Work life balance
As noted already, the Court's Enterprise Agreement 2010-11 and a range of other human resources policies provide flexible working arrangements to help employees balance their work and other responsibilities, including young families and ageing parents. The conditions available include access to part-time work, job sharing, flexible leave arrangements and purchased leave.
The Court also provides a wide range of other family-friendly initiatives including improved parental and adoption leave arrangements and 'homework' rooms or similar appropriate facilities for staff with school aged children.
Reward and recognition
The Court encourages and recognises exceptional performance through its annual National Excellence Service Award. This was redesigned in 2010-11 to better reflect the Court's capability streams and will be further refined in the coming year to that end. The Award is used to recognise the work of both individual staff and teams. The Chief Justice presented the National Excellence Service Award at a ceremony held at the Queensland Registry on 7 February 2011. The award ceremony coincided with the 34th anniversary of the Court's Foundation Day, 7 February 1977.
The Court also introduced a program for recognising staff as they reach ten, fifteen, twenty and more years of employment in the Court.
Training and development undertaken and its impact
During 2010-11 the Court offered a range of options to assist employees develop and improve their knowledge and skills, ensuring they have the capabilities needed now and for the future.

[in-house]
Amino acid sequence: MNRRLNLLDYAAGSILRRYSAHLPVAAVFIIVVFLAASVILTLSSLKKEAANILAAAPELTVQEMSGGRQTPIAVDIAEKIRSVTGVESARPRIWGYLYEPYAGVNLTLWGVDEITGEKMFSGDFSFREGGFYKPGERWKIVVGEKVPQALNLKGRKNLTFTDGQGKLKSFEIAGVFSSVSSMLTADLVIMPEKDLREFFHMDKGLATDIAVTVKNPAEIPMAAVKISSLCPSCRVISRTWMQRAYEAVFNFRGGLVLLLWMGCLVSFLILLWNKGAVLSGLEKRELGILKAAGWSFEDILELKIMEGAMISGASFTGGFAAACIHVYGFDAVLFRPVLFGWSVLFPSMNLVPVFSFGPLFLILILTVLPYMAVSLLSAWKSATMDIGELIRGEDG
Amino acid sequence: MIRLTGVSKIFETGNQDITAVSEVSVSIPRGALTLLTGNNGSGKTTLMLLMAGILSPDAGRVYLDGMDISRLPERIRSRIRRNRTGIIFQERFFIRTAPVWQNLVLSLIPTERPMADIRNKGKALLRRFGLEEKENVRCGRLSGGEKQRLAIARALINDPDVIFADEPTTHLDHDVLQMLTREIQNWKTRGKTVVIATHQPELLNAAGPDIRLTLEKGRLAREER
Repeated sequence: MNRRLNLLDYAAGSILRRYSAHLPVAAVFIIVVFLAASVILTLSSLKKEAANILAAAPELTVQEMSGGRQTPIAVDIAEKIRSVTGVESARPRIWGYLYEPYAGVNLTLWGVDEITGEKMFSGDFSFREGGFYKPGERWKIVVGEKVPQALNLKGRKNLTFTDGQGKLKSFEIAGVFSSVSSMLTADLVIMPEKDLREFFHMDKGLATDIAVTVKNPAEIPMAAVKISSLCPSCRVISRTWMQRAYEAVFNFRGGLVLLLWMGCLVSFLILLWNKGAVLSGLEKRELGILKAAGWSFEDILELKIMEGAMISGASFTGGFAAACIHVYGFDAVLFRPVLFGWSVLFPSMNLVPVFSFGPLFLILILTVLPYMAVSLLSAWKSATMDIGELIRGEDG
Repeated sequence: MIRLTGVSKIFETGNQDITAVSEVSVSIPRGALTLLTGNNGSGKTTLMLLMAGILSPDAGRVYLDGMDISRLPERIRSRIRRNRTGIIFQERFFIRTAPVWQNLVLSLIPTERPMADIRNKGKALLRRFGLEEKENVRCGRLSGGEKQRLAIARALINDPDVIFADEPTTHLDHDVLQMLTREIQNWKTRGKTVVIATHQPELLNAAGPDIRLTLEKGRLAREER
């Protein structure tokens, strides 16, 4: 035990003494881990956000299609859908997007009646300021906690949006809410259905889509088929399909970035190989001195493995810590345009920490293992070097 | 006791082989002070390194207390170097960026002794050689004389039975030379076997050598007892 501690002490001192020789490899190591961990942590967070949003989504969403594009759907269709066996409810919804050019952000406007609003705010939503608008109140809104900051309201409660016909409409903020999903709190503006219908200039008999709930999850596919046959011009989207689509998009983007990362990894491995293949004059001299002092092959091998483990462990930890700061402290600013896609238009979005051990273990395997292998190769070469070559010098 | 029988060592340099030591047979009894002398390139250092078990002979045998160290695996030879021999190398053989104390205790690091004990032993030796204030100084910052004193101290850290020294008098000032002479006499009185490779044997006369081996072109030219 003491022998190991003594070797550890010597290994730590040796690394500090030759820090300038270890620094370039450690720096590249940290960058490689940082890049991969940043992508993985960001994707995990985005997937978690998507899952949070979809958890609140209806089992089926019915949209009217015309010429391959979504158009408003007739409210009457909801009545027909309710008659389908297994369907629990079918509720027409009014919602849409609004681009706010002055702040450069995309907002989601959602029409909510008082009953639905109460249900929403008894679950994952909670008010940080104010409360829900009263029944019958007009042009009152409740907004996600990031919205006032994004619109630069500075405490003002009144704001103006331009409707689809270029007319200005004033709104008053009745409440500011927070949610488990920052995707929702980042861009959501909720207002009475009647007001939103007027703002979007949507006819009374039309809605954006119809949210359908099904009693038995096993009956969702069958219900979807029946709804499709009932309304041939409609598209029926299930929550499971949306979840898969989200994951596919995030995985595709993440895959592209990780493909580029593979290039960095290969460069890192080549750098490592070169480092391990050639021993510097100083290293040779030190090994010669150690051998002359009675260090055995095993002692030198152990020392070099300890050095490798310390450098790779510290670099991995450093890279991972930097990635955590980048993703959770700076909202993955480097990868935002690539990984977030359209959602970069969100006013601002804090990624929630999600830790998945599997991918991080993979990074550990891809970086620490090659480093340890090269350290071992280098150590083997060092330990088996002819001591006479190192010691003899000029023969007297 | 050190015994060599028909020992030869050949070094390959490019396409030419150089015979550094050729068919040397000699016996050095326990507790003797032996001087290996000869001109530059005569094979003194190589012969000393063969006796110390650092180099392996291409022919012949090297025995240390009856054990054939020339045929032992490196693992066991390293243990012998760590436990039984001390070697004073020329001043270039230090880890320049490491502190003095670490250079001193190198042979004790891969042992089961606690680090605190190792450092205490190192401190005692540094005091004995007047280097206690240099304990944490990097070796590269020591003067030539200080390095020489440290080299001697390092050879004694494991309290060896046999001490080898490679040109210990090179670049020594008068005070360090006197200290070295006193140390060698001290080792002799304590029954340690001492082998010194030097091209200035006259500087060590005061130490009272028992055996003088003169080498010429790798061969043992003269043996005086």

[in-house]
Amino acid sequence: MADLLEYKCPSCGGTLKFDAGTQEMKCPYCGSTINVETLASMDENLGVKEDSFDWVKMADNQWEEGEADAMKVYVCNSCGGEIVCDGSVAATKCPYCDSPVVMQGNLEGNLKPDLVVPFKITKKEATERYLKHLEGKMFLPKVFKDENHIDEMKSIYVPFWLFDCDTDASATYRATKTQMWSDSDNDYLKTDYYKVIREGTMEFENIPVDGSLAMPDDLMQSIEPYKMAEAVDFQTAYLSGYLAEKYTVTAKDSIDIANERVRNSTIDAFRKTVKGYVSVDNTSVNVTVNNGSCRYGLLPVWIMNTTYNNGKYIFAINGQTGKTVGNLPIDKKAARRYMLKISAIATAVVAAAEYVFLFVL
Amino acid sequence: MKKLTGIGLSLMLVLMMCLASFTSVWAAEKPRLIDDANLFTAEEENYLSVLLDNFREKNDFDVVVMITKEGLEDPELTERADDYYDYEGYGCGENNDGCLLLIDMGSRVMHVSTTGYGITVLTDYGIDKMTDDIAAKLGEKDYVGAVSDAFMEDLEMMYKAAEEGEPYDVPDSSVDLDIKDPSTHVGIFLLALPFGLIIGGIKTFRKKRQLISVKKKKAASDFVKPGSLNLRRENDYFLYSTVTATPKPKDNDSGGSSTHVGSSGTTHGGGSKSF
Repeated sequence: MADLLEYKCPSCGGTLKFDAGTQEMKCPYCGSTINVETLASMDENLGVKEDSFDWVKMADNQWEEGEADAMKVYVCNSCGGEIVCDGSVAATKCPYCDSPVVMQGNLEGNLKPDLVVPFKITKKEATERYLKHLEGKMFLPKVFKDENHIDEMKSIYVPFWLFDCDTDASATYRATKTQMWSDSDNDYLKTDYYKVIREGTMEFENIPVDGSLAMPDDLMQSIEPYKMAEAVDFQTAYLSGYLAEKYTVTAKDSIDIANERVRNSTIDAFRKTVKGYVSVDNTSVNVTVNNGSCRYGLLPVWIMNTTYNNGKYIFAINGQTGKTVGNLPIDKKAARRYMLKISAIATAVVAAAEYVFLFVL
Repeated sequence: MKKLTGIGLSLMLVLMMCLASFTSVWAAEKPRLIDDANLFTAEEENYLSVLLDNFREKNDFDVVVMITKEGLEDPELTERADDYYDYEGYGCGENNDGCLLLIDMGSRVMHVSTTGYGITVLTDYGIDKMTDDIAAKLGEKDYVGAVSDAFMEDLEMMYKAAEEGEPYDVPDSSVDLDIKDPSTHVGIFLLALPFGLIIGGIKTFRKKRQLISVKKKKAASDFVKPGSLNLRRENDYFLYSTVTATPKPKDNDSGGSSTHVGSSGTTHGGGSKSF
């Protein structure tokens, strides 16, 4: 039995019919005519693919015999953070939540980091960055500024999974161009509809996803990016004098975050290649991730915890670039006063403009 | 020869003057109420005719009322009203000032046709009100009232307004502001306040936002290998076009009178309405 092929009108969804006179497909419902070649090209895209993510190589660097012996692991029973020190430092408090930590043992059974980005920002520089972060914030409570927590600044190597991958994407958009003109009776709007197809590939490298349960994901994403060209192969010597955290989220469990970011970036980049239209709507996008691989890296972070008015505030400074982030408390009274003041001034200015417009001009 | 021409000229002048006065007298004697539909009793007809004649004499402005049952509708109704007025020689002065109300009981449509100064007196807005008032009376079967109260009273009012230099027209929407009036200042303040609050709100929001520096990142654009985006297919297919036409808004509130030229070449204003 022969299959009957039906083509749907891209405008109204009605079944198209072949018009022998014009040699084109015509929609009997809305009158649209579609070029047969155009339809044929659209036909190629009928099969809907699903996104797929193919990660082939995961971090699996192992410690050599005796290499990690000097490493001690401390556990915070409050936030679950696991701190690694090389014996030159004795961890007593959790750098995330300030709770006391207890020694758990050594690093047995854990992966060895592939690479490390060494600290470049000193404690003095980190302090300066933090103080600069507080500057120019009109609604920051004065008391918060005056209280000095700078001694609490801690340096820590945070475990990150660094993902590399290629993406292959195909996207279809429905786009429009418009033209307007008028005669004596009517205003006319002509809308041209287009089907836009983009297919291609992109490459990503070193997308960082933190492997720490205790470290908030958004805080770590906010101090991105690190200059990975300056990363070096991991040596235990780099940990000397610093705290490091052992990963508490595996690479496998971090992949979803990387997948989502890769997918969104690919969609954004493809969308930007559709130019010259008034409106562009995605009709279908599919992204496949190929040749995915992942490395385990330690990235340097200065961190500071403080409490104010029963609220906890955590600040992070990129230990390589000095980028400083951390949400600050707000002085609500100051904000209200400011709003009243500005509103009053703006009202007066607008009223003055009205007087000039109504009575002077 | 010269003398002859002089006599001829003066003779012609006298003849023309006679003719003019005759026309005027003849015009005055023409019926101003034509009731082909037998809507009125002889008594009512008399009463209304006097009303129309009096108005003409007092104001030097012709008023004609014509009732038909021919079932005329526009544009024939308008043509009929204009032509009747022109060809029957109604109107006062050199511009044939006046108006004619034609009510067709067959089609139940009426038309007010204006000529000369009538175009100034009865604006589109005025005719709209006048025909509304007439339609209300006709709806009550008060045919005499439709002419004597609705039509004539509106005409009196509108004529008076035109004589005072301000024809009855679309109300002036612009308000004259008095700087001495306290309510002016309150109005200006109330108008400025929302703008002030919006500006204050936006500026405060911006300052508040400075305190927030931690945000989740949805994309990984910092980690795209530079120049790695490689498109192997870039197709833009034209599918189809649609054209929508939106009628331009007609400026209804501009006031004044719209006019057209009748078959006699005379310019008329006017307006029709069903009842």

The Organisational Development team continued to work closely with the eServices section to support staff with the roll-out of the eLodgment platform across the Court's registries. This work will continue in 2011-12 with the development of a capability framework to reflect the skills required by staff as eServices initiatives are implemented.
Registry managers were surveyed during the reporting year to determine the Court's national training priorities. These priorities then became projects within the three capability streams that form the Court's National Training Initiative. A training program focusing on the priorities identified in each of these three streams is being developed.
In 2010-11 the Organisational Development team developed and conducted a national workshop for Executive Assistants and coordinated a rollout of MS Windows Outlook training for all staff. Other in-house training developed and delivered by Court staff included: comprehensive training to support the implementation of the revised Court Rules; refresher training on the use of the Court's case management, eLodgment and videoconferencing systems; and training for the Court's Assisted Dispute Resolution practitioners.